- Beginning sexual activity early
- Becoming pregnant during adolescence
- Initiate domestic or intimate partner violence
- Adopt risky behaviors
Those are the risks associated with living with an adult who’s struggling with an alcohol or substance abuse disorder. Don’t get discouraged, though. If your parents do fall into that category, and you, therefore, are exposed to an ACE, it does not mean – and let us be very clear, here – it does not mean any of that will happen to you.
You Can Help Yourself
It’s possible for you to live, grow, and thrive in the face of extreme adversity. It’s possible for you to succeed in life despite your parent’s addiction. You can develop coping skills. You can develop resilience. As long as the adverse experience – in this case, exposure to addiction – is balanced with positive, secure, and protective experiences provided by a responsible adult.
This means that if your parents aren’t in a position to be the responsible, supportive adult you need, you can get take charge and sidestep the potential negative consequences of your parent’s behavior. At this point, you’re probably wondering, “If not my parents, who can I go to?” The first people to seek out are family members, such as aunts, uncles, grandparents, or even older cousins, if they’re available. If your extended family doesn’t live close by or for some reason you don’t think they’re capable of providing the adult support you need, then your second step is to seek external resources. Thankfully, there are organizations out there whose sole purpose is to help kids and teens of addicted parents. Here’s a list of resources for you to explore:
These organizations offer a combination of relevant information about substance abuse/addiction disorders, articles on topics of special interest to teenagers with parents struggling with substance abuse/addiction disorders, and a variety links and guides to help you find support groups in your area. If you can’t find support group meetings like Alateen or Narateen close to you, then you should check out the Adult Children of Alcoholics (ACOA) website. Though ACOA is geared toward adults, their website is filled with resources, questionnaires, fact sheets, and information that will help steer you in the right direction.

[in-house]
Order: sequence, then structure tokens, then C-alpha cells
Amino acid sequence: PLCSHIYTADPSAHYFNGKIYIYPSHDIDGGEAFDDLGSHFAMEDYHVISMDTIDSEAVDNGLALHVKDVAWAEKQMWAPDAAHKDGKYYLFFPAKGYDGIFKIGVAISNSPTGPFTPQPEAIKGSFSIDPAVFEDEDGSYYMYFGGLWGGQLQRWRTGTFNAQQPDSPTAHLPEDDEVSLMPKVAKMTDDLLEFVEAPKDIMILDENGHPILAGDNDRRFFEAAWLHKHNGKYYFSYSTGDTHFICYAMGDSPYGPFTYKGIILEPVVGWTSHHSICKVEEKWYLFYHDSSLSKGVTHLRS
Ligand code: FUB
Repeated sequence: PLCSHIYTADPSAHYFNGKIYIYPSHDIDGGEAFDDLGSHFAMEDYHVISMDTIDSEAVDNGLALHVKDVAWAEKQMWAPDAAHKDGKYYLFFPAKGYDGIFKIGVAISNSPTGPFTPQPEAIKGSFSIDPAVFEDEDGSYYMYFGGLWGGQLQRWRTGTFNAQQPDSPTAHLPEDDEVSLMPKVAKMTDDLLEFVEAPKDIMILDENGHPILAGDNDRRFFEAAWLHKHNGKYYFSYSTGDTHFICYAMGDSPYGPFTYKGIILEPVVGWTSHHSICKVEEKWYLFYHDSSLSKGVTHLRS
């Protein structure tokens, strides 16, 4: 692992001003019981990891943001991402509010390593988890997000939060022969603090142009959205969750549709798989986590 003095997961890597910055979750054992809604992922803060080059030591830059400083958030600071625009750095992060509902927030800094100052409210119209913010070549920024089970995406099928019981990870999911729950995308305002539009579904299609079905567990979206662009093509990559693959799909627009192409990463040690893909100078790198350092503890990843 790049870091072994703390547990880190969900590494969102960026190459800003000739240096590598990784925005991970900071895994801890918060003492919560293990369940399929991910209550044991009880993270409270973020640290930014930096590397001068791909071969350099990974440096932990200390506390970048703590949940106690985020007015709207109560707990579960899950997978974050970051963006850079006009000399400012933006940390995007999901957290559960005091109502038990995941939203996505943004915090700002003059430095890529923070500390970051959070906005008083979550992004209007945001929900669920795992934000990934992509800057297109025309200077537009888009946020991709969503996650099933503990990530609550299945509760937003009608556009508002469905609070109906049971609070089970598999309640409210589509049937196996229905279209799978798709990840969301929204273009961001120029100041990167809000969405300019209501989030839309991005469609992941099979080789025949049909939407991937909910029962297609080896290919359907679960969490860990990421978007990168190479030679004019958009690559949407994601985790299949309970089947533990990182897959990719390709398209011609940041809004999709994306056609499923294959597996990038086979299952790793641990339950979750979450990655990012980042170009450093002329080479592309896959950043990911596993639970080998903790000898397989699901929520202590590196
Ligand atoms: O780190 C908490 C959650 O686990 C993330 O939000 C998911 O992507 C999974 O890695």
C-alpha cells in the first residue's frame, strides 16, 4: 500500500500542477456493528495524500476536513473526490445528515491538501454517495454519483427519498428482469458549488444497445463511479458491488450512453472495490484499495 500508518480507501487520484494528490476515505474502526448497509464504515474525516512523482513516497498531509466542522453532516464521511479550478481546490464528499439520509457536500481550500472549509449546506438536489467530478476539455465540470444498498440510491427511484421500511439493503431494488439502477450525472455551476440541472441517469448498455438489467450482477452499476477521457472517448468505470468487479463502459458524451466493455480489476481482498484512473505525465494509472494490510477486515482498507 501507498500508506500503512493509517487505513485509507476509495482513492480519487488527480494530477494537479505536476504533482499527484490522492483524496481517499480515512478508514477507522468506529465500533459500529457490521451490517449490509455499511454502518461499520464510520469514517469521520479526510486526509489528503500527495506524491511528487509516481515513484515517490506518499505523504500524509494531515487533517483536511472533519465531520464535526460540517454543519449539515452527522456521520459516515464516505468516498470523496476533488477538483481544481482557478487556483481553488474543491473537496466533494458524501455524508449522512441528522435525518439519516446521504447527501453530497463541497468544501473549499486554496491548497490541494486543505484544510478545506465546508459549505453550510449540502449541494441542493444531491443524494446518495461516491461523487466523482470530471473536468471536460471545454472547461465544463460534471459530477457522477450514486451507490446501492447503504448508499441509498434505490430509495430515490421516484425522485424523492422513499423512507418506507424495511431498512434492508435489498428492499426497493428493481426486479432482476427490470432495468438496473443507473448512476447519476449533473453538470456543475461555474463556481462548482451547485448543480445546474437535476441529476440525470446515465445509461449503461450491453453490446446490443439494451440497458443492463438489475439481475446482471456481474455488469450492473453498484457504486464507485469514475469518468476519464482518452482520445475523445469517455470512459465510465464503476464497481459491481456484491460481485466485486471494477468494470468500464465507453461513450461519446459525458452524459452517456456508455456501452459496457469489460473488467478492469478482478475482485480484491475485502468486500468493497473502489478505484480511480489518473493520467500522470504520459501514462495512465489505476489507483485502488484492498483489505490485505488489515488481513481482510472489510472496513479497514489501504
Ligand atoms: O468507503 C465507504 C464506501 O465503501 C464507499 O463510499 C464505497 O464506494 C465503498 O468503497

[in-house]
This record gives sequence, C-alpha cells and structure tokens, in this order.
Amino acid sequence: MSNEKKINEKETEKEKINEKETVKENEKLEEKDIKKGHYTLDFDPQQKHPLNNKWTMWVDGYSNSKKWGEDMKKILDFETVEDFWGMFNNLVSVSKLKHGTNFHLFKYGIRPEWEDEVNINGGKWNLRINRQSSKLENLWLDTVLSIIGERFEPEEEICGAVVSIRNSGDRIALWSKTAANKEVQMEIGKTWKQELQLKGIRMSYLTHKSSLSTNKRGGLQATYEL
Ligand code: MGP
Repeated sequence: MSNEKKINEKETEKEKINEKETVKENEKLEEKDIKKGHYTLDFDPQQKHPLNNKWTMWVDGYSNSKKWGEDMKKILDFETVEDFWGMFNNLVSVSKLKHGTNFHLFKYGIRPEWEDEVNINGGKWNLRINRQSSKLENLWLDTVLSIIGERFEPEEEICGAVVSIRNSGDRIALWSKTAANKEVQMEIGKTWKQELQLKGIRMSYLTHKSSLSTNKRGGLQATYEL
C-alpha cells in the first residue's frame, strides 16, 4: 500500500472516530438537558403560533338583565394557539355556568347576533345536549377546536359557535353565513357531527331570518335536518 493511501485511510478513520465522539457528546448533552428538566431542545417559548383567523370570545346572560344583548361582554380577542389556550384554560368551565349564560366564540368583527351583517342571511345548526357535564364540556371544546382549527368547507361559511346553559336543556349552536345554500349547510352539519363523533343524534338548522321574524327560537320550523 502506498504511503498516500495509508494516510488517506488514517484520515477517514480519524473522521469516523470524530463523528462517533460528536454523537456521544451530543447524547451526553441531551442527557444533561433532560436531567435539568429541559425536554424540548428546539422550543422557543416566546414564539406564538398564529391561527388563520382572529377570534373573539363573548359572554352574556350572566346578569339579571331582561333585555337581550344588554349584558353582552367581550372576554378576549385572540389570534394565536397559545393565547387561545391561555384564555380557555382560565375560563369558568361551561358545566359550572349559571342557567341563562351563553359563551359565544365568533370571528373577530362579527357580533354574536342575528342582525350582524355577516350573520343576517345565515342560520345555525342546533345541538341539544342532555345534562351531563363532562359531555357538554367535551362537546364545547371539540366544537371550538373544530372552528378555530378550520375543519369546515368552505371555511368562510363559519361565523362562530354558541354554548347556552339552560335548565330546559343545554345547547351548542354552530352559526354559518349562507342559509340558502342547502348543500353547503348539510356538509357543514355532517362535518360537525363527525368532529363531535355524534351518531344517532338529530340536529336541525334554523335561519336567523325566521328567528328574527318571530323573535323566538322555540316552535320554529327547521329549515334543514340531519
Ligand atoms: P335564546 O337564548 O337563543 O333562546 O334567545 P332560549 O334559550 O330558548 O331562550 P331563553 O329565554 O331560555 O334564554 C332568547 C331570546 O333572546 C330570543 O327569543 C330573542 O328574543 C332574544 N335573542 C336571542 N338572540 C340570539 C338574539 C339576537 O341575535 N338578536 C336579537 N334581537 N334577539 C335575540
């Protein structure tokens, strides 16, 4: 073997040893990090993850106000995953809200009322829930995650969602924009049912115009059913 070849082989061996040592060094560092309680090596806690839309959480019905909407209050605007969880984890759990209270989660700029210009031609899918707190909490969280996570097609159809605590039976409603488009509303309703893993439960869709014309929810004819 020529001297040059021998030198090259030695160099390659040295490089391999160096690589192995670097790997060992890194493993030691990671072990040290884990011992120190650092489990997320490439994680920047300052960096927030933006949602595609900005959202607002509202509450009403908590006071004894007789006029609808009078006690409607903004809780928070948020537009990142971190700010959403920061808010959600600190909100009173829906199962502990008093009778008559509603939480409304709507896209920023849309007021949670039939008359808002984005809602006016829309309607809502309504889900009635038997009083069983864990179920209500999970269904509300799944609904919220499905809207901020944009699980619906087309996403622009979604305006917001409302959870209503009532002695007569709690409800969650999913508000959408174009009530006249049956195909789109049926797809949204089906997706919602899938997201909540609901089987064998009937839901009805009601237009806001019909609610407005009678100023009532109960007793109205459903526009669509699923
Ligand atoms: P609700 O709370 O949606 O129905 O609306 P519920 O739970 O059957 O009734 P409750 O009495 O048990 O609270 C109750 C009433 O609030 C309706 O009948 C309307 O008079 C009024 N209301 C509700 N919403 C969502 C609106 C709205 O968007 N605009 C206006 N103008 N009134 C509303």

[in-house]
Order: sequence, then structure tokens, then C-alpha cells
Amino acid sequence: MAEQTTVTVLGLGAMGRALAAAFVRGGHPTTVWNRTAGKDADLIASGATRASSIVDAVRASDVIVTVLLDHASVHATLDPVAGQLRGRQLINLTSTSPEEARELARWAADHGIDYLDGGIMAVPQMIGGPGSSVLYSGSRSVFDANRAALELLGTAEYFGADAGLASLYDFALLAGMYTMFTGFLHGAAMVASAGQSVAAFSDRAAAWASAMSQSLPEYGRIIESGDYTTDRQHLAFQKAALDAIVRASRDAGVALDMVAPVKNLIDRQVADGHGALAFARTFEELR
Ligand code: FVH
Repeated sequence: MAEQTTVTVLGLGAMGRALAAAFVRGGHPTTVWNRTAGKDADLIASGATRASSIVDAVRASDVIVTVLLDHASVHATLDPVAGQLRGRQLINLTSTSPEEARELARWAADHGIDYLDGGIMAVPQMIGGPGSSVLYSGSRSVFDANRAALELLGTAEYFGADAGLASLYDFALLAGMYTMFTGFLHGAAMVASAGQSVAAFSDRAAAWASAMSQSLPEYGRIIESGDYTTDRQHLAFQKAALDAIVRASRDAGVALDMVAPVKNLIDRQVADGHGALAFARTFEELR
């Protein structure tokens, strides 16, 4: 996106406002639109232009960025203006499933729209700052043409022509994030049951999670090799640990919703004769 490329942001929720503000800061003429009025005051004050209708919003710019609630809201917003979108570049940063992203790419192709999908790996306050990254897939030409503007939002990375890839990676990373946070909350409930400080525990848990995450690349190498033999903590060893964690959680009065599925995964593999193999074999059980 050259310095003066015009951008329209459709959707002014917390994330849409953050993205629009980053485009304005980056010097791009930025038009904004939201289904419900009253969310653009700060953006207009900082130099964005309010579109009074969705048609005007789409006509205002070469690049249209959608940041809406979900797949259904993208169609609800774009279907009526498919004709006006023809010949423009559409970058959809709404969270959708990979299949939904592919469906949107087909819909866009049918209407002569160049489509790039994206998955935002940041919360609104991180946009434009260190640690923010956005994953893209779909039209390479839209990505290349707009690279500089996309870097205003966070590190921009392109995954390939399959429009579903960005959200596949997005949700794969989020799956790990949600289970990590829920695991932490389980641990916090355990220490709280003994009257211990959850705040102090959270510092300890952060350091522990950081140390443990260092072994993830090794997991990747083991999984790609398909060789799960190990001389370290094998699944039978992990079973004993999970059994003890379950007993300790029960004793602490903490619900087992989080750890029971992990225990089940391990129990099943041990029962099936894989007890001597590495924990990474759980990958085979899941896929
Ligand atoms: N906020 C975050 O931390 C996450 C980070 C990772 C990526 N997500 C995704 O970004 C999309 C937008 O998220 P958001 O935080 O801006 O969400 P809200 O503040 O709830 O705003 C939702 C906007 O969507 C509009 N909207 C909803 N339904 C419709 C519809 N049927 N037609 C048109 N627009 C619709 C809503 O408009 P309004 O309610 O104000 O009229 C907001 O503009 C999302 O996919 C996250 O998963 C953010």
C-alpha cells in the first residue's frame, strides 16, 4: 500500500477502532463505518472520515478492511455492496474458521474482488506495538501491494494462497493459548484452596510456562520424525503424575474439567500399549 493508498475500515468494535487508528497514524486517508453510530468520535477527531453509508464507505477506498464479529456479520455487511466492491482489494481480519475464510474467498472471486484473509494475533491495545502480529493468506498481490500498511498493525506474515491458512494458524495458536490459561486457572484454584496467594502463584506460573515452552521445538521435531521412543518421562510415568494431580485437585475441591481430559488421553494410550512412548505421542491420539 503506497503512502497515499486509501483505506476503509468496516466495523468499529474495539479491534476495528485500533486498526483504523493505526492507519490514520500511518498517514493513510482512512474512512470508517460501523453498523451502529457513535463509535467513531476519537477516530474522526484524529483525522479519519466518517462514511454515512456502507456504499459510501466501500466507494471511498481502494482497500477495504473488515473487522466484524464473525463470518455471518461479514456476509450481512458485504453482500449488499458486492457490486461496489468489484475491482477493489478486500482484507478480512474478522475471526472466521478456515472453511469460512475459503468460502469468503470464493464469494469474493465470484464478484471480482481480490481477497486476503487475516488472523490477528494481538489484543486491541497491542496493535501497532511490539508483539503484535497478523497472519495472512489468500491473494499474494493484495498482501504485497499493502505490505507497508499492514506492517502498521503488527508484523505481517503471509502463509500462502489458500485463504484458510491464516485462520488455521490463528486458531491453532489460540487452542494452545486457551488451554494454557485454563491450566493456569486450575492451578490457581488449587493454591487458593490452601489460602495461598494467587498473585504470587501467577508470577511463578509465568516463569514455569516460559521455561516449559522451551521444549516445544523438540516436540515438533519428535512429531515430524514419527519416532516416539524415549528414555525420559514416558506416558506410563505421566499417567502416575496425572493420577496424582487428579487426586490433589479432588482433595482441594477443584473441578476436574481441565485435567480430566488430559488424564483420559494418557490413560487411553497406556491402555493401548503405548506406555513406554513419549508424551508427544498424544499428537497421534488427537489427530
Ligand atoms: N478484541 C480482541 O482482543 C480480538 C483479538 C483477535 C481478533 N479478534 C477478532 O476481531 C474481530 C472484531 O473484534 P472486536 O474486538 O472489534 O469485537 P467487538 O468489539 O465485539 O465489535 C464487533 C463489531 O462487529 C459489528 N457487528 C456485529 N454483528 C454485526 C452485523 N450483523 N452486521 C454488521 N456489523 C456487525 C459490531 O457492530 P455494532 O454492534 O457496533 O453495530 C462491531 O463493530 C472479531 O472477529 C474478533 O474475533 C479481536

Your Past is not Your Future
We’d like to reiterate that having a parent struggling with addiction or substance abuse does not mean you’ll become an addict yourself. Nor does it guarantee that as an adult, you’ll develop any of the dangerous health conditions associated with ACEs. The fact that you’re reading this article, and that you made it this far, means you’re ahead of the curve. You’re aware – or you suspect – something in your relationship with one or both of your parents needs to change, and you’ve taken the first step toward righting the ship.
That’s a huge, crucial step.
The next step is to get the help you need, in the form of a supportive adult who can help you process your experiences in a positive and productive way. You may not be able to change your parents. But you can ensure that what’s happening now doesn’t permanently alter the course of your life. If you take action, find support, and do the work necessary to develop resiliency and life-affirming coping mechanisms, then your future is in your hands.
Angus is a writer from Atlanta, GA who writes about behavioral health, adolescent development, education, and mindfulness practices like yoga, tai chi, and meditation.